by Paula Harrington
Father-daughter_2.jpgEven though it’s been several years ago, I’ll never forget the sadness in her eyes when she said, “I’ve had a lot of daddies and I just got a new one.” This little girl didn’t know what a father was.
Her mother’s string of boyfriends was all she knew and the fact that some had abused her and left their mark emotionally on this sweet little girl broke my heart.
Recently, a friend remarked that her view of God wasn’t what it should be because her own father had neglected and physically abused her. Because of her past, her image of father God was skewed.
You’ve seen the statistics. You know the outrageous amount of broken families and single parent homes. In a world where fathers are either absent or uninvolved and mothers have the legal right to murder their unborn children how can we teach the love of our Heavenly Father to those who don’t know what a family really is?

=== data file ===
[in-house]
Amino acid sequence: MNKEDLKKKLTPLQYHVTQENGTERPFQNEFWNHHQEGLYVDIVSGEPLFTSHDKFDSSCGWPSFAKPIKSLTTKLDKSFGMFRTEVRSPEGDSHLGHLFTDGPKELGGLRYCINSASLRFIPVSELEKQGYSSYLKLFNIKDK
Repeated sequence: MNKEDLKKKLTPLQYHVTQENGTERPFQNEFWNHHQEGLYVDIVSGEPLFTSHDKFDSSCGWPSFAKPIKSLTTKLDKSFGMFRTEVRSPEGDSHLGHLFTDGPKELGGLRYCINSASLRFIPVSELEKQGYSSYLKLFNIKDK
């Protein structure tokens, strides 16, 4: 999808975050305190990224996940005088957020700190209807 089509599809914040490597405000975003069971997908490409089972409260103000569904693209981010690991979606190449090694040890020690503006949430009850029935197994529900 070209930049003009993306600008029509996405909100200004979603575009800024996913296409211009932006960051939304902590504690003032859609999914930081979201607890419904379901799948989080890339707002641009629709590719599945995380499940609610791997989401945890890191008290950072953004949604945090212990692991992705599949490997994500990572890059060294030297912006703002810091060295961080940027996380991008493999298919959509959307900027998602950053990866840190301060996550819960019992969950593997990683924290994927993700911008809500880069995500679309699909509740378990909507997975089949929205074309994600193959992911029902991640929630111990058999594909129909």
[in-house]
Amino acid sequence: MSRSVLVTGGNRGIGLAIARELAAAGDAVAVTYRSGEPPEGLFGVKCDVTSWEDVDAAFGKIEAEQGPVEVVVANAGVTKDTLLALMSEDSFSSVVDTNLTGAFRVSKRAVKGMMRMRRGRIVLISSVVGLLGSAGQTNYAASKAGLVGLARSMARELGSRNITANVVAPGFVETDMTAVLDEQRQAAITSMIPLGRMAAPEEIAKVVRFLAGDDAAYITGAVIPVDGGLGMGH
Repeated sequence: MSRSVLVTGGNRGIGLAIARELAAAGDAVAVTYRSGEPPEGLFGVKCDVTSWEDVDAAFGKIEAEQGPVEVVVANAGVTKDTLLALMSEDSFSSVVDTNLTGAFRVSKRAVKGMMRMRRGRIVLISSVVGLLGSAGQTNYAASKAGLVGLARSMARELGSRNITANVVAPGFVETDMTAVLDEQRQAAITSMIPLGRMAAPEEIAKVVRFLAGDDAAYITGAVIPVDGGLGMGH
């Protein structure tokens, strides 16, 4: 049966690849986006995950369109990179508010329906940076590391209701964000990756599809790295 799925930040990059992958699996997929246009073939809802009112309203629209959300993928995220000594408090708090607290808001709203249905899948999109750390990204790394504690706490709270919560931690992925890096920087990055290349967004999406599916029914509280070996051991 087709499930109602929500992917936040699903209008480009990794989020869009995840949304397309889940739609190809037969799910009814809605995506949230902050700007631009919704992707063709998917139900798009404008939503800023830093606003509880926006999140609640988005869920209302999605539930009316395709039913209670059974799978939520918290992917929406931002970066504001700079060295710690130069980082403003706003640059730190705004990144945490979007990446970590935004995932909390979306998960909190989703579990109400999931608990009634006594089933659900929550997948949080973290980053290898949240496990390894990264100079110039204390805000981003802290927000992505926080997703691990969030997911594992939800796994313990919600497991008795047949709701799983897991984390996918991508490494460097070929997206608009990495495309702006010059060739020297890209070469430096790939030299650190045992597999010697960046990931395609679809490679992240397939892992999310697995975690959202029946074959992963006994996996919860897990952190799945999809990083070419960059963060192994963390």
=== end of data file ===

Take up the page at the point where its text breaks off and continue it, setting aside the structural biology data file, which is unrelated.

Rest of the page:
There is only one way to do it and it begins and ends with your local Bible.
From the first dysfunctional family in Genesis all the way to the churches in Revelation, families in the Bible had problems and thankfully God didn’t spare us many details.
However, throughout a Bible full of flawed relationships, God the father and Jesus the son stand out to show us what a family is supposed to be. Their relationship is built on love, trust, and sacrifice and ours should be as well.
In the church, God takes strangers, puts them together through the blood of his son and tells us to be a family. Time and time again, he tells us to love each other (Matthew 22:39, Johns 13:34, I Thessalonians 4:9, I Peter 4:8, I John 4:7).
He instructs us to put up with one another (Ephesians 4:2, Romans 15:1 ), to be honest with one another (Colossians 3:9), to look out for each other (Philippians 2:4), and to forgive one another (Matthew 6:14, Ephesians 4:32, Colossians 3:13).
He stresses that we must be kind and compassionate (Ephesians 4:32, I Peter 3:8-9, 2 Peter 1:7).
Taking people into the Bible and showing them the love God has for his imperfect children is how to overcome this world’s distorted view of family. It’s also the perfect way to gain a new brother or sister in Christ.

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